My mother would have been 85 today. But she didn’t come anywhere near to that age, dying of accelerated Parkinson’s disease on the last day of 1997.
I’m wondering now what a daughter can say about her mother’s life. What do I know, really? Everything, nothing, too little, too much. She insisted she was happy, but I never believed her. “I’ve had a very happy life,” she told me when she was in her sixties — a decade I’m about to enter myself. “I’ve loved being a homemaker. I’ve had a happy marriage. I loved having children.”
We disagreed about this — as we disagreed about most important things, like values, politics, religion, feminism, women in the workplace. She saw my beliefs as being a rejection of her and my father. At some level, she knew that, more than anything, I was afraid of being like her: of being dependent and clinging, frequently depressed, of never finding work I loved or a life outside the home. I saw in her everything I didn’t want to be, which is a terrible thing to say. But it was true.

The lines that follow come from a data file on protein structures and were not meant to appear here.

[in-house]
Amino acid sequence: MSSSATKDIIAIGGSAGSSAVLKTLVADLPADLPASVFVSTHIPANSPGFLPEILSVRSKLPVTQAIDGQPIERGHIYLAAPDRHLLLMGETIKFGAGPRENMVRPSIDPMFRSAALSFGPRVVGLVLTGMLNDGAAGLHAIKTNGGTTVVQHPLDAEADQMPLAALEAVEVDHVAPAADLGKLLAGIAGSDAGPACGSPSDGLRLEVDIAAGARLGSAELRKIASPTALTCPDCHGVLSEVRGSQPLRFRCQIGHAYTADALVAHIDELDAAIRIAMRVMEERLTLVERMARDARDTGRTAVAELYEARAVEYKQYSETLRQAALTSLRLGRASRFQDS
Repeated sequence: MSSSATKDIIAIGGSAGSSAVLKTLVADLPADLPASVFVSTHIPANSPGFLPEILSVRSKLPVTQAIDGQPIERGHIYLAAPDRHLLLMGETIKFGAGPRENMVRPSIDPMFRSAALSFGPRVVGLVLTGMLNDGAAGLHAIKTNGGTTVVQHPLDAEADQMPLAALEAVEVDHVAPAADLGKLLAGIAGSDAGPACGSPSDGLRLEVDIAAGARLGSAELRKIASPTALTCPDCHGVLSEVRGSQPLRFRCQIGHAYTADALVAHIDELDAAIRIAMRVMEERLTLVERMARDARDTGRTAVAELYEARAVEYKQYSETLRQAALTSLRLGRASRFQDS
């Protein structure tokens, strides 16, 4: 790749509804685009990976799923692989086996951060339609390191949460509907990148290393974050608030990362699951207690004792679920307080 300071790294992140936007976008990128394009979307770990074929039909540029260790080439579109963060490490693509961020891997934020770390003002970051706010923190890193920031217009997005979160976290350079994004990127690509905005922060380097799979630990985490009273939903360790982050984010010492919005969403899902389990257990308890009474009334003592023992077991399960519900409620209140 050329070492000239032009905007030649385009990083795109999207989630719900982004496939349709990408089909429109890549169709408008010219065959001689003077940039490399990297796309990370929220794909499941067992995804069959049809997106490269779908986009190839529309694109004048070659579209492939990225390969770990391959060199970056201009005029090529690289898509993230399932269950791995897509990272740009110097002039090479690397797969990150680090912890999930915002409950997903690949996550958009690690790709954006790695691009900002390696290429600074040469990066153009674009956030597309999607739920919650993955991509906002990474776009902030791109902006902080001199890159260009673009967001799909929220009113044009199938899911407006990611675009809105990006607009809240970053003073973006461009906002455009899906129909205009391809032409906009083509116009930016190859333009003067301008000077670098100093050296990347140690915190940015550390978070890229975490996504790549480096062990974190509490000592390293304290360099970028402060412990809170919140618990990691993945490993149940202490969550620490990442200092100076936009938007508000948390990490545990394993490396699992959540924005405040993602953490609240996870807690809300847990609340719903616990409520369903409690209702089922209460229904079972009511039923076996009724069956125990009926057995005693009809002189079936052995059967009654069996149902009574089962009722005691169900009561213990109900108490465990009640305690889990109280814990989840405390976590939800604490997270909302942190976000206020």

Still, it’s far more complicated than that. She was also sensitive, caring, smart, funny and irreverent. She could be incredibly charming. She made and nurtured close friendships. She tried hard to be a good person, a good Christian. She was many things I admired.
More than anything, I think, she was part of a generation who lived in a difficult and impossible time for women. They lived through their husbands and children, they cooked and cleaned up, they were never taken seriously as human beings, they drank, they got depressed, they became — oh, what the hell, why not say it? — toxic to themselves and everyone they loved. They wanted to draw us closer, but they succeeded in driving us away.
I know this isn’t true of all women of my mother’s generation. But I’ve seen it in too many women of her age. When society changed, when their daughters became feminists and their sons married women with careers, they were furious and hurt, because they had been betrayed. I also know my own generation wasn’t blameless in the way we acted — or at least, I wasn’t. I could have been kinder.
After Mother died, my sister said she viewed Mother as freed, finally, from the despair and desperate struggles and haunting disappointments of her life. I don’t believe in an afterlife, as my sister does, but I hope that she’s right.
(Copyright 2009 by Ruth Pennebaker)
Read one of my favorite posts about what men just don’t get about women